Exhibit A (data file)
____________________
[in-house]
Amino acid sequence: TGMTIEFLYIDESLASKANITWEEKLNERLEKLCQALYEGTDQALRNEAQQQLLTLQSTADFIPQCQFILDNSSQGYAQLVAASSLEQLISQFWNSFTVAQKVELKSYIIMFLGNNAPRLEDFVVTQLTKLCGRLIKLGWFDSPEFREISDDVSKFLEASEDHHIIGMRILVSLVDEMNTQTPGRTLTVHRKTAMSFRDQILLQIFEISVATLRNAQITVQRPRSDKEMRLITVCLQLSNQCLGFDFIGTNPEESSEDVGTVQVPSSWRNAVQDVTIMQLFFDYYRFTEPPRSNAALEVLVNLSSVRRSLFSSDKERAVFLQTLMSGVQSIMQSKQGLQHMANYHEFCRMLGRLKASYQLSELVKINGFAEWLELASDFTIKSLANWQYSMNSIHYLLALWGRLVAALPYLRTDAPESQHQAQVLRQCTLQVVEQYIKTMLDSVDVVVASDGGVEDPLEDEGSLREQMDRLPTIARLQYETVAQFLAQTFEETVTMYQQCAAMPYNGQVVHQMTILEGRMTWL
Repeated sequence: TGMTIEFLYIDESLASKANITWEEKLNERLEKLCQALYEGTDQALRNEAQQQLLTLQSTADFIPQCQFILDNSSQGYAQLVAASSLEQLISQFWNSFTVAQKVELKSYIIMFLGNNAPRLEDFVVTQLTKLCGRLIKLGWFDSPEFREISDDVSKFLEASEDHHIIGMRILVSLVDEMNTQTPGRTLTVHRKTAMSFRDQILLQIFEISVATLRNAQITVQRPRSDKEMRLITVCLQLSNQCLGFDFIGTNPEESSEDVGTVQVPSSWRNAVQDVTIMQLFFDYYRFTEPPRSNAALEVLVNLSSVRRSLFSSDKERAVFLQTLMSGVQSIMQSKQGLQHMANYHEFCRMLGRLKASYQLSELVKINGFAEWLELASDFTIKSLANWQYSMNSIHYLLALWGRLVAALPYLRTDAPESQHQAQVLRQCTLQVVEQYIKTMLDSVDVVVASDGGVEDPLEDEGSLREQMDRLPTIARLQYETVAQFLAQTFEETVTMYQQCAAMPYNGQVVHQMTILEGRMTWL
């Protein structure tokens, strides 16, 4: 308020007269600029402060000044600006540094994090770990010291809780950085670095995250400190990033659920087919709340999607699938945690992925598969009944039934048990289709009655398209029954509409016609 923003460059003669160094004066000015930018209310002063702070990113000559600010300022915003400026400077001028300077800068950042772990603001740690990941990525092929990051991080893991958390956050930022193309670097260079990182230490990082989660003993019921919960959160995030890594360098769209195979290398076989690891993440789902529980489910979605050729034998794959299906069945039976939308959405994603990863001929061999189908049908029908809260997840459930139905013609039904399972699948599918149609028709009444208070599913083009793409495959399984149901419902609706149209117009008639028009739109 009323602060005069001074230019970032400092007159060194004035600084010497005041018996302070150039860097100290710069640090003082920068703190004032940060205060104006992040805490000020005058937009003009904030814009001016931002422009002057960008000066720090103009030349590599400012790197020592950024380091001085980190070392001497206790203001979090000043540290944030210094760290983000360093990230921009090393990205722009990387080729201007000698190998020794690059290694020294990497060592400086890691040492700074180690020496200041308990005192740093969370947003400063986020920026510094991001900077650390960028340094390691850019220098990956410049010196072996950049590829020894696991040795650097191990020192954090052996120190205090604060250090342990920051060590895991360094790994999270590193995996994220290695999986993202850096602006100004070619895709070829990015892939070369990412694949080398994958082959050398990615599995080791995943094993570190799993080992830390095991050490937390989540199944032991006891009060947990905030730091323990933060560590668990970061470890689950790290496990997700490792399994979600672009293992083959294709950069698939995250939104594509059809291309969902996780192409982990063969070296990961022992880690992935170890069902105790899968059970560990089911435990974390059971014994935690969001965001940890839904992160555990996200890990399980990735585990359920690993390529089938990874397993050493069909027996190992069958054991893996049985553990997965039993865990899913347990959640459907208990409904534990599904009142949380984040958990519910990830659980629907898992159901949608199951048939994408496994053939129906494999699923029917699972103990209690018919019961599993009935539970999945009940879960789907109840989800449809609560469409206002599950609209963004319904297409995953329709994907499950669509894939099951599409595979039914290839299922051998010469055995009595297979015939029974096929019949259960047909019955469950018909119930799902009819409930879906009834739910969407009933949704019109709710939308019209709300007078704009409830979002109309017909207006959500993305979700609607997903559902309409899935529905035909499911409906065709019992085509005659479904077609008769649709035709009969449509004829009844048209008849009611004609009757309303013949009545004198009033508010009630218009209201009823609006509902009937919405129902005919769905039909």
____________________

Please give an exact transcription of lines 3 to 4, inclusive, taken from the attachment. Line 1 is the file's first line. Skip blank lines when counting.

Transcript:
Repeated sequence: TGMTIEFLYIDESLASKANITWEEKLNERLEKLCQALYEGTDQALRNEAQQQLLTLQSTADFIPQCQFILDNSSQGYAQLVAASSLEQLISQFWNSFTVAQKVELKSYIIMFLGNNAPRLEDFVVTQLTKLCGRLIKLGWFDSPEFREISDDVSKFLEASEDHHIIGMRILVSLVDEMNTQTPGRTLTVHRKTAMSFRDQILLQIFEISVATLRNAQITVQRPRSDKEMRLITVCLQLSNQCLGFDFIGTNPEESSEDVGTVQVPSSWRNAVQDVTIMQLFFDYYRFTEPPRSNAALEVLVNLSSVRRSLFSSDKERAVFLQTLMSGVQSIMQSKQGLQHMANYHEFCRMLGRLKASYQLSELVKINGFAEWLELASDFTIKSLANWQYSMNSIHYLLALWGRLVAALPYLRTDAPESQHQAQVLRQCTLQVVEQYIKTMLDSVDVVVASDGGVEDPLEDEGSLREQMDRLPTIARLQYETVAQFLAQTFEETVTMYQQCAAMPYNGQVVHQMTILEGRMTWL
């Protein structure tokens, strides 16, 4: 308020007269600029402060000044600006540094994090770990010291809780950085670095995250400190990033659920087919709340999607699938945690992925598969009944039934048990289709009655398209029954509409016609 923003460059003669160094004066000015930018209310002063702070990113000559600010300022915003400026400077001028300077800068950042772990603001740690990941990525092929990051991080893991958390956050930022193309670097260079990182230490990082989660003993019921919960959160995030890594360098769209195979290398076989690891993440789902529980489910979605050729034998794959299906069945039976939308959405994603990863001929061999189908049908029908809260997840459930139905013609039904399972699948599918149609028709009444208070599913083009793409495959399984149901419902609706149209117009008639028009739109 009323602060005069001074230019970032400092007159060194004035600084010497005041018996302070150039860097100290710069640090003082920068703190004032940060205060104006992040805490000020005058937009003009904030814009001016931002422009002057960008000066720090103009030349590599400012790197020592950024380091001085980190070392001497206790203001979090000043540290944030210094760290983000360093990230921009090393990205722009990387080729201007000698190998020794690059290694020294990497060592400086890691040492700074180690020496200041308990005192740093969370947003400063986020920026510094991001900077650390960028340094390691850019220098990956410049010196072996950049590829020894696991040795650097191990020192954090052996120190205090604060250090342990920051060590895991360094790994999270590193995996994220290695999986993202850096602006100004070619895709070829990015892939070369990412694949080398994958082959050398990615599995080791995943094993570190799993080992830390095991050490937390989540199944032991006891009060947990905030730091323990933060560590668990970061470890689950790290496990997700490792399994979600672009293992083959294709950069698939995250939104594509059809291309969902996780192409982990063969070296990961022992880690992935170890069902105790899968059970560990089911435990974390059971014994935690969001965001940890839904992160555990996200890990399980990735585990359920690993390529089938990874397993050493069909027996190992069958054991893996049985553990997965039993865990899913347990959640459907208990409904534990599904009142949380984040958990519910990830659980629907898992159901949608199951048939994408496994053939129906494999699923029917699972103990209690018919019961599993009935539970999945009940879960789907109840989800449809609560469409206002599950609209963004319904297409995953329709994907499950669509894939099951599409595979039914290839299922051998010469055995009595297979015939029974096929019949259960047909019955469950018909119930799902009819409930879906009834739910969407009933949704019109709710939308019209709300007078704009409830979002109309017909207006959500993305979700609607997903559902309409899935529905035909499911409906065709019992085509005659479904077609008769649709035709009969449509004829009844048209008849009611004609009757309303013949009545004198009033508010009630218009209201009823609006509902009937919405129902005919769905039909």